Memories of a Cisco Router

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Memories Of A Cisco Router
By Dan DiNicolo Expert Author Article Date: 2005-01-25 It may often seem like nothing more than a sleek metal box on the outside, but the internal memory components of a Cisco router represent where much of the real magic takes place. Think of a Cisco router are being really no more than a specialized computer running a custom operating system. In this case, it is a computer optimized to provide routing and related functions. Instead of relying on a hard disk for storage, a Cisco router relies on different types of memory, each with a different purpose. In this article we'll take a look at each of these different storage areas, and the functions they're responsible for. There are four main memory areas within a Cisco router that it's important to be familiar with, namely Flash, RAM, ROM, and NVRAM. Flash Memory Flash memory is implemented (on a Cisco 2500) using two Single Inline Memory Module (SIMM) slots that hold erasable programmable read-only memory (EPROM). Flash memory is used to store and run the Cisco IOS software - the router's operating system. When a router is powered down, the contents of Flash memory are not lost. However, its contents can be upgraded by "flashing" the chip, not unlike one can do with a BIOS in the PC world. While a router is running, the contents of Flash are set to a read-only mode. Flash memory for a Cisco 2500 series router ranges in size from a minimum of 4MB up to a maximum of 16MB. You might consider adding additional Flash memory to meet the space requirements of the IOS version that you have chosen to run. For a Cisco 2501, the base IP version of IOS 12.0 requires a minimum of 8MB of Flash memory. So, if you had a

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the contents of RAM are lost. while the onboard RAM (2MB) will be used as Shared I/O memory. By default. it is not uncommon to require at least 16MB of Flash. These elements are implemented via microcode. Most Cisco 2500 routers will have 2MB of RAM soldered to the system board (this amount. RAM Random Access Memory (RAM) represents the non-permanent or volatile working area of memory on a Cisco router. This should be avoided for performance reasons. If 16MB is added. you would require at least one additional 4MB SIMM. You cannot mix and match SIMMs with different storage capabilities. and is made up of a number of elements. When installing or upgrading Flash using multiple SIMMs. The maximum amount of RAM that can be added to a Cisco 2500 is 16MB. however. the IOS image is now stored in Flash memory (it can also be stored on a TFTP server. that 2MB of on-board RAM will be split between both areas. that provides a maximum of 18MB of available RAM.Memories of a Cisco Router http://archive. or simply add a second 4MB SIMM. if you already have 4MB of Flash and wish to upgrade. depends on the revision number of the router). Main Processor Memory is where the routing table. RAM is broken up into two main areas . Power-on Self Test (POST).com/networknewz-10-20050125Memo.networknewz. and interfaces are capable of functioning correctly. For example. you can either replace the 4MB SIMM with an 8MB SIMM.. When the router is powered down. it is important to note that they must be the same size. In cases where a RAM SIMM is installed. this is no longer the case. In newer models. and running configuration are stored. Bootstrap Program. The bootstrap program is used to initialize the CPU and boot 2 of 5 7/18/2012 1:03 PM . Shared I/O Memory is used as a buffer location for temporarily storing packets prior to processing. As such. as I'll discuss in the next chapter). microcode stored in ROM performs a POST sequence.their storage capabilities must equal. and Shared I/O Memory. As mentioned previously. If no SIMM chip is present. ROM is now used as the memory area from which a Cisco router begins the boot process. ARP tables. ROM In older Cisco router models. its capacity will be used as Main Processor Memory. When the router is powered up. memory. you cannot have one 4MB and one 8MB SIMM installed at the same time . a set of programming instructions that are contained in ROM. This is used to ensure that elements such as the CPU.Main Processor Memory. For IOS versions with more advanced feature sets. providing each with 1MB of working space.. along with one SIMM slot to add additional RAM. Cisco 2501 that shipped with only 4MB of Flash. Read-Only Memory (ROM) chips were used to store the IOS software.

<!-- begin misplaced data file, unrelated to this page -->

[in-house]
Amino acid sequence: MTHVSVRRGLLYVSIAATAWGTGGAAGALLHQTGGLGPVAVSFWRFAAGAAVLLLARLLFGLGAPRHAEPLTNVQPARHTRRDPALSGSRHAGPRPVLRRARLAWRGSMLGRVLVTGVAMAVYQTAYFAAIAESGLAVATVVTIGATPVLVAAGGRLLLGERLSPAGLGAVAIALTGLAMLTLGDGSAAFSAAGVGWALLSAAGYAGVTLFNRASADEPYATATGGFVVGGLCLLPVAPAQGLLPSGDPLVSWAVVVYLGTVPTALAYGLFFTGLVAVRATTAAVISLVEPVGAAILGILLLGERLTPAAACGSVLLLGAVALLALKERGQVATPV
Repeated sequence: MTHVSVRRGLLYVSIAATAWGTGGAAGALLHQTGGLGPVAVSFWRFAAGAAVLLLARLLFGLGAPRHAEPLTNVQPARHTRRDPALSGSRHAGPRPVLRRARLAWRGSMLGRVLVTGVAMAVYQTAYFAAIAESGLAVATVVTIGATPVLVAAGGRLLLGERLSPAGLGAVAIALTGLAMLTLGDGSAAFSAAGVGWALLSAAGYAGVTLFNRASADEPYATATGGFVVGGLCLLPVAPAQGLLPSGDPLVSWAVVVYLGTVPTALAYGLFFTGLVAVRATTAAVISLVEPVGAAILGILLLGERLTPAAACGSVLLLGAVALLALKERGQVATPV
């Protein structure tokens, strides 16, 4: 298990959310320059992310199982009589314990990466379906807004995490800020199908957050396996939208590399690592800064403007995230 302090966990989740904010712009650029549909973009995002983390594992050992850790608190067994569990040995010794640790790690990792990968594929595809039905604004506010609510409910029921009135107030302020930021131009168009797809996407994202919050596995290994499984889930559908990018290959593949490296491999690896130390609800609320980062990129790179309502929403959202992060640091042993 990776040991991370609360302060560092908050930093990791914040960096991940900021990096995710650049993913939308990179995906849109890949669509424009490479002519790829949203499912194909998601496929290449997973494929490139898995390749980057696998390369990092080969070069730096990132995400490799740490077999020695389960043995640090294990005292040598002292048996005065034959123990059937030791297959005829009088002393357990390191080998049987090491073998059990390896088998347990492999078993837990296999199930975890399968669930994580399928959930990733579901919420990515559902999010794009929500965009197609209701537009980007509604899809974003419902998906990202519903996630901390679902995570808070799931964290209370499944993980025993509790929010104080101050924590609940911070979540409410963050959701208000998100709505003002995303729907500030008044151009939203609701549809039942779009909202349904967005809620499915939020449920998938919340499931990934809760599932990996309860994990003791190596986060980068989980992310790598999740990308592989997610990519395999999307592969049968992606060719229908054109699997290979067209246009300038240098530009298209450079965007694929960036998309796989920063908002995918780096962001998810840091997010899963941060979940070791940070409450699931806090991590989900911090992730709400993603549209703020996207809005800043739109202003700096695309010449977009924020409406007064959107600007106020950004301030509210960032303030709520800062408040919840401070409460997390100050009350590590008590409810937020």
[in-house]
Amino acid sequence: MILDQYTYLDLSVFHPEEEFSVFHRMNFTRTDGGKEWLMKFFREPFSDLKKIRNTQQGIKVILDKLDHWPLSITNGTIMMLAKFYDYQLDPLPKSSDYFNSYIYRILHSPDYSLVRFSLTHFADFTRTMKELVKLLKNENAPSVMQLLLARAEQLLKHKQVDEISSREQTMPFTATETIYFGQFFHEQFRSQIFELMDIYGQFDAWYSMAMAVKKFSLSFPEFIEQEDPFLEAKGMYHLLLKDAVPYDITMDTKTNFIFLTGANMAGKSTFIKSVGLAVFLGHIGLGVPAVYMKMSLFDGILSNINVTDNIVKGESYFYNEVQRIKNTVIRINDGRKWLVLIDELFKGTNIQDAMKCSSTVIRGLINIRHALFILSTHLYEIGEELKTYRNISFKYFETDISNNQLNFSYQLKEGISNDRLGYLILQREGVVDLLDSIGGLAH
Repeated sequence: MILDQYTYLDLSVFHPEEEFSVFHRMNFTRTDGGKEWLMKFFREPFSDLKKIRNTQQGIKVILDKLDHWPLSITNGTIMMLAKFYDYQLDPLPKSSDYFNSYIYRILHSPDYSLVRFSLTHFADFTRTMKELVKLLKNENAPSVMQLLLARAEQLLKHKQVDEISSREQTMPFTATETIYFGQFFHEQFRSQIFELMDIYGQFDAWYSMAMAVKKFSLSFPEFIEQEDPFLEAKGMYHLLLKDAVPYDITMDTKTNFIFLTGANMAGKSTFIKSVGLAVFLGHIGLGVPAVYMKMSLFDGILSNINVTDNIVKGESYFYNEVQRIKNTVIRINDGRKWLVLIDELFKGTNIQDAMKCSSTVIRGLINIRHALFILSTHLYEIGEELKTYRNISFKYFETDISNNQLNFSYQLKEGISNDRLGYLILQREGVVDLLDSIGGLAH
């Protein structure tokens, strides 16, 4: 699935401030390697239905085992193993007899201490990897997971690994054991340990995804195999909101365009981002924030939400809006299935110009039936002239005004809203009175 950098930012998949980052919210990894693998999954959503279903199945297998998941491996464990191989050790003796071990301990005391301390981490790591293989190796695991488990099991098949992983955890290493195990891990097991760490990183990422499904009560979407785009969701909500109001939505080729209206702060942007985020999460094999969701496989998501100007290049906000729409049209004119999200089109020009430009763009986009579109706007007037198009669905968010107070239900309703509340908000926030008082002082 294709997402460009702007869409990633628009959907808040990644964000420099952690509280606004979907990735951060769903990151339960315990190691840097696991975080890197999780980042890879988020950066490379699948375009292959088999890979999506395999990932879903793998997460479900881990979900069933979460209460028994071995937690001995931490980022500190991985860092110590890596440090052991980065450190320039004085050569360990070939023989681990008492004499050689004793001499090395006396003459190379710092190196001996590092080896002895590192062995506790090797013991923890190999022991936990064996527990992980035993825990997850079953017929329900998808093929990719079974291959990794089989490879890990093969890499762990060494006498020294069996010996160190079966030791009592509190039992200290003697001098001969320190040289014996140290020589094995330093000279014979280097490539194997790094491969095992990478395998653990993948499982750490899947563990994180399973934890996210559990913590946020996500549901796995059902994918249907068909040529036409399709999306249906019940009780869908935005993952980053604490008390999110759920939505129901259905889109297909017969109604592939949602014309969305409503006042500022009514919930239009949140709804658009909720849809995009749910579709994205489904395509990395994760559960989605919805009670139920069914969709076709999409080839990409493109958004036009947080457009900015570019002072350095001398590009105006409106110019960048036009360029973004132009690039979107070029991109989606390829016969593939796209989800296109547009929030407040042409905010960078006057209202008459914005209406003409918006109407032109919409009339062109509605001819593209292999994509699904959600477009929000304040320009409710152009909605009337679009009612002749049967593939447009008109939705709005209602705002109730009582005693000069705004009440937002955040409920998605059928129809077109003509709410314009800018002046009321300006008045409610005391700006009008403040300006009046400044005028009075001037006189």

functions of the router.. this mode can be used to transfer an IOS image over a console connection. the contents of ROM are always retained. After the router loads its IOS image. and the managing editor of the free IT learning web site 2000Trainers. A special diagnostic environment used for the purpose of troubleshooting or special configuration. NetworkNewz SmallBusinessNewz ITManagementNews Send me relevant info on 3 of 5 7/18/2012 1:03 PM .just because something can't be seen. RxBoot. About the Author: Dan DiNicolo is a technical trainer.com. When a valid IOS image cannot be found in Flash or on a TFTP server. When changes are made to a router's running configuration.networknewz. ROM Monitor.Memories of a Cisco Router http://archive. NVRAM is a relatively tiny 32KB in size.com/networknewz-10-20050125Memo. the actual chips needs to be replaced on the router's motherboard. When a router is powered down. Dan makes his home in the snowy northern backwoods of Canada. author. ROM is 2MB in size. the settings found in the startup configuration are applied. this limited IOS version is loaded for the purpose of installing a new IOS image into Flash. The bootstrap program is responsible for locating and loading the router's IOS. When he's not busy traveling the world as an IT volunteer with organizations like Geekcorps. consultant. In cases where ROM needs to be upgraded (which is rare). but will also help to determine the source of problems or issues. that doesn't mean it's not important. Remember . boot image. For example.. The command set provided is only a subset of normal IOS commands. or helper image. Knowing what's going on where is an important part of not only understanding how a Cisco router operates. should the need arise. It is also sometimes referred to as the boot loader. they should always be saved to the startup configuration (stored in NVRAM) or they will be lost when the router shuts down. On a Cisco 2500 series router. Remember that the running configuration is stored in RAM. which is erased when the router is powered down. On Cisco 2500 series routers. NVRAM Non-Volatile Random Access Memory (NVRAM) is used as the storage location for the router's startup configuration file.